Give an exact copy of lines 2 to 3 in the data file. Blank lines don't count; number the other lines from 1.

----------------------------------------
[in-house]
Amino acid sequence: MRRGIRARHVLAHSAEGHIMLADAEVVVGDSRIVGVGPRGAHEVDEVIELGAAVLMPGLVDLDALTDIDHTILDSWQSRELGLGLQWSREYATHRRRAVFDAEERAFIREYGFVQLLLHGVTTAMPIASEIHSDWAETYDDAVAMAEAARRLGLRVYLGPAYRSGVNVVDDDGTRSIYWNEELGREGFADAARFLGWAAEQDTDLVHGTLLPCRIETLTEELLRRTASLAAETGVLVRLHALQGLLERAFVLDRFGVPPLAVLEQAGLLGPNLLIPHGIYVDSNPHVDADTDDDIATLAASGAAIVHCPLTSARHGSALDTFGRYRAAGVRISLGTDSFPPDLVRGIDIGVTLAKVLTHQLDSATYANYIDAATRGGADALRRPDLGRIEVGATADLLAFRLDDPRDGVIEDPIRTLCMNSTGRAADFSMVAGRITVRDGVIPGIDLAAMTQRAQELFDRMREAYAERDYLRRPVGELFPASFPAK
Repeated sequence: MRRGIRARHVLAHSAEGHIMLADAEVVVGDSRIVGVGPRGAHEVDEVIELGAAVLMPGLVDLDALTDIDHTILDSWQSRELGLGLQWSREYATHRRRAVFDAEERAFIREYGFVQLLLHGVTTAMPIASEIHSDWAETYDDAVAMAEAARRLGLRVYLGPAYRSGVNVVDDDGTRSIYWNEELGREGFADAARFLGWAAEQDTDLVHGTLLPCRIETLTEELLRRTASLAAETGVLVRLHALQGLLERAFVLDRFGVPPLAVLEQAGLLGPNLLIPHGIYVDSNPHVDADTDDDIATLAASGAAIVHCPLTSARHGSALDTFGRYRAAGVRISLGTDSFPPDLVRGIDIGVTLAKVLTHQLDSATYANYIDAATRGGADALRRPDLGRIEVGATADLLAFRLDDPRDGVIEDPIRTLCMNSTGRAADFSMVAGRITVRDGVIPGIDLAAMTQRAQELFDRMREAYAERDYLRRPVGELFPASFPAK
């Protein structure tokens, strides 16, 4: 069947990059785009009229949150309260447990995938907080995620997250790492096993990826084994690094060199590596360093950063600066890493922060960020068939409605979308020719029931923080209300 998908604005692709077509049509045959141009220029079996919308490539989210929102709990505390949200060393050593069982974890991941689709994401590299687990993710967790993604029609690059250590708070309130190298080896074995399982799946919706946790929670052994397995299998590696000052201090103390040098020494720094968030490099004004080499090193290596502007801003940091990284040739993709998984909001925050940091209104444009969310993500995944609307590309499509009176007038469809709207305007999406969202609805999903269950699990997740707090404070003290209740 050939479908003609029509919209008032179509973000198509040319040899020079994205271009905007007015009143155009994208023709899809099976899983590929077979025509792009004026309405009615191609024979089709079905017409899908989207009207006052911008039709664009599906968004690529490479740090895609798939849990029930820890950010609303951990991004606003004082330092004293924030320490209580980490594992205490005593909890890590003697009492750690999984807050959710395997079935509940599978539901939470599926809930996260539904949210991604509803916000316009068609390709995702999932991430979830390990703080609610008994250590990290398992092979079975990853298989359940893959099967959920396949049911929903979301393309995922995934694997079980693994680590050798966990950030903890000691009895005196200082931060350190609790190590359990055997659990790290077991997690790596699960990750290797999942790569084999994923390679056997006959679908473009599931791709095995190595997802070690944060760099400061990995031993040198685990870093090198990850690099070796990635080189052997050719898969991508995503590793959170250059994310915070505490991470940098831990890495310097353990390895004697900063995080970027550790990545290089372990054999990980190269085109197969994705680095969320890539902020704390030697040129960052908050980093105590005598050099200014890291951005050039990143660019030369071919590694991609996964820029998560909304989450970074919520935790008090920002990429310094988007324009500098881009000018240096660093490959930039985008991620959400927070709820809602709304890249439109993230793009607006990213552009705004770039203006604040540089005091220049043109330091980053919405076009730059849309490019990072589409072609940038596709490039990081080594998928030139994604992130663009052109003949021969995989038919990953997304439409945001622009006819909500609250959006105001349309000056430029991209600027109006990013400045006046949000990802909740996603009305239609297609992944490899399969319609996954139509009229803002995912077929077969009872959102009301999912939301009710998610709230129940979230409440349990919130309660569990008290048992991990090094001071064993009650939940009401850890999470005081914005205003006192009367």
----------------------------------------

Amino acid sequence: MRRGIRARHVLAHSAEGHIMLADAEVVVGDSRIVGVGPRGAHEVDEVIELGAAVLMPGLVDLDALTDIDHTILDSWQSRELGLGLQWSREYATHRRRAVFDAEERAFIREYGFVQLLLHGVTTAMPIASEIHSDWAETYDDAVAMAEAARRLGLRVYLGPAYRSGVNVVDDDGTRSIYWNEELGREGFADAARFLGWAAEQDTDLVHGTLLPCRIETLTEELLRRTASLAAETGVLVRLHALQGLLERAFVLDRFGVPPLAVLEQAGLLGPNLLIPHGIYVDSNPHVDADTDDDIATLAASGAAIVHCPLTSARHGSALDTFGRYRAAGVRISLGTDSFPPDLVRGIDIGVTLAKVLTHQLDSATYANYIDAATRGGADALRRPDLGRIEVGATADLLAFRLDDPRDGVIEDPIRTLCMNSTGRAADFSMVAGRITVRDGVIPGIDLAAMTQRAQELFDRMREAYAERDYLRRPVGELFPASFPAK
Repeated sequence: MRRGIRARHVLAHSAEGHIMLADAEVVVGDSRIVGVGPRGAHEVDEVIELGAAVLMPGLVDLDALTDIDHTILDSWQSRELGLGLQWSREYATHRRRAVFDAEERAFIREYGFVQLLLHGVTTAMPIASEIHSDWAETYDDAVAMAEAARRLGLRVYLGPAYRSGVNVVDDDGTRSIYWNEELGREGFADAARFLGWAAEQDTDLVHGTLLPCRIETLTEELLRRTASLAAETGVLVRLHALQGLLERAFVLDRFGVPPLAVLEQAGLLGPNLLIPHGIYVDSNPHVDADTDDDIATLAASGAAIVHCPLTSARHGSALDTFGRYRAAGVRISLGTDSFPPDLVRGIDIGVTLAKVLTHQLDSATYANYIDAATRGGADALRRPDLGRIEVGATADLLAFRLDDPRDGVIEDPIRTLCMNSTGRAADFSMVAGRITVRDGVIPGIDLAAMTQRAQELFDRMREAYAERDYLRRPVGELFPASFPAK